Funeral of man whose death sparked English riots

AFP , Friday 9 Sep 2011

Mourners attend the funeral of Mark Duggan, the man whose death triggered the London riots, as the police increase the number of officers in London

duggan
Mourners embrace as the funeral cortege carrying Mark Duggan arrives at the New Testament Church of God, in Wood Green, north London (Reuters)

Mourners attended the funeral on Friday of the man whose death at the hands of armed police sparked riots across London and other cities in England in the worst unrest for decades.


The funeral of Mark Duggan took place near the Tottenham district of north London amid lingering tensions over the circumstances of his death.


Relatives were expecting more than 1,000 mourners to pay their respects after the cortege left the church and made its way through the ethnically mixed Broadwater Farm housing estate in Tottenham before a private burial.


Duggan's coffin, in a white carriage pulled by four white horses with plumes on their heads, was adorned with flowers spelling out the words "grandson", "son" and "dad".


An increased force of around 10,000 police was on duty across London in case the tensions of the funeral boiled over to other parts of the capital.


Duggan, a 29-year-old father of four children, was travelling in a taxi which was apparently stopped by a police unit investigating armed crime in the black community.


Initial reports that he had opened fire on police were dismissed by ballistic tests which showed that a bullet which lodged itself in one officer's radio was of a kind issued to police.

A non-police issue handgun, converted from a blank-firing pistol to one that shoots live rounds, was recovered close to the scene of the death.

In a statement handed to journalists before the funeral service, senior pastor Bishop Barrington Burrell said Duggan's death was "still a mystery" which had raised "grave questions".
He said that while "angry responses" may be understandable, the ensuing riots were "unjustifiable".


The churchman also took issue with the government's hardline response to the violence, including proposals to remove the social benefits from the families of convicted rioters.


"I do believe that drastic remedial measures need to be taken as a matter of urgency, in order to restore some degree of sanity to our society," he said.
"The government should be absolutely aware that proposals to withdraw benefits from convicted rioters or their parents may only heighten the problem."

The tensions between the police and the black community could only be resolved with a shift in thinking, he added.

"On the one hand the police respectively need to change their attitude towards the black community and the black community also needs to change their attitude in response to the police."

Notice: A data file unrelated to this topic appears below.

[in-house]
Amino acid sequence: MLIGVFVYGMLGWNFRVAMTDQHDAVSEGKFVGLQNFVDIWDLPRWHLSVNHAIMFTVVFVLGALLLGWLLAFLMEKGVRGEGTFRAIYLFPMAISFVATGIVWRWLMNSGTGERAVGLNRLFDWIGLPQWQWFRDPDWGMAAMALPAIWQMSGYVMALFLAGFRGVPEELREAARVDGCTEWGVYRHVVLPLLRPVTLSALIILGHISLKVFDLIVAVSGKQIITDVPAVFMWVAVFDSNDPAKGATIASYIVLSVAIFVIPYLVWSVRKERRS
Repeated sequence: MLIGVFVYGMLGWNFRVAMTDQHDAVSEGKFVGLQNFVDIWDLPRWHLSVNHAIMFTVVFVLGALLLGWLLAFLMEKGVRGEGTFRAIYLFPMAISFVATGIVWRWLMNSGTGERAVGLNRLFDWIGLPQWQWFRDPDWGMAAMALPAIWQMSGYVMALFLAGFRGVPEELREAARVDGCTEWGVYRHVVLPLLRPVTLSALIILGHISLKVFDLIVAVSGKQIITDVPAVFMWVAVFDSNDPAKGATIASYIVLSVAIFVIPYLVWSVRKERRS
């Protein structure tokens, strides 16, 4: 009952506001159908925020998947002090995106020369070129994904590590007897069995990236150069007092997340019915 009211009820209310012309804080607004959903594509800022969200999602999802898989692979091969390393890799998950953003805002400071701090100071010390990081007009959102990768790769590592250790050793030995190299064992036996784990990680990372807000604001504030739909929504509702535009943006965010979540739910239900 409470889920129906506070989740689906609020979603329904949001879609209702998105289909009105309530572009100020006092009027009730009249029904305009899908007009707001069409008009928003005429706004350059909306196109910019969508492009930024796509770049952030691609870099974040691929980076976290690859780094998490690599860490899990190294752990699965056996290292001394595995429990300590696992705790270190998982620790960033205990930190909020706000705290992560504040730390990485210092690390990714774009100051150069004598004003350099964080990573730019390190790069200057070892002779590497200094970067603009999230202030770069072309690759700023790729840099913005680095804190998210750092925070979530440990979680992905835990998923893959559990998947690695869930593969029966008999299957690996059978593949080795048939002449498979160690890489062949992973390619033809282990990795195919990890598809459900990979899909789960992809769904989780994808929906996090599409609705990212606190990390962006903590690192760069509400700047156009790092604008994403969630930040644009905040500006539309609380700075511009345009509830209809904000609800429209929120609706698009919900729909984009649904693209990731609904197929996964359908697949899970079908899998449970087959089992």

On the eve of the funeral, Duggan's brother Shaun Hall, 42, accused officers of operating a "shoot-to-kill policy", questioning why police had shot him in the chest rather than another part of the body.


Duggan's family have rejected suggestions he was embroiled in gang violence. His mother Pam Duggan, 53, described her son as a "loving boy with a good heart".


A peaceful protest against his death on 6 August, two days after the shooting, descended into riots in Tottenham, with shops looted and business premises and flats burned to the ground.
The violence was the touchpaper for riots to break out across London before disturbances spread to other cities including Birmingham and Manchester.


Across the country, five people were killed and hundreds of shops were looted, with some set alight.


A police watchdog probe into the death of Duggan, who grew up close to the scene where a policeman was hacked to death during riots in 1985, is expected to last up to six months.


A Tottenham lawmaker, David Lammy, said the dead man's family was "left floundering" by the police investigation and a "lack of communication" between the police and relatives "did not help".


Scotland Yard said: "The IPCC (Independent Police Complaints Commission) has not concluded and is likely to take some months before they have collated all of the evidence and produced their final report and conclusions.


"We have met with Mr Duggan's parents. In line with the family's wishes, the policing will reflect the family's desire for a local, peaceful and dignified funeral."

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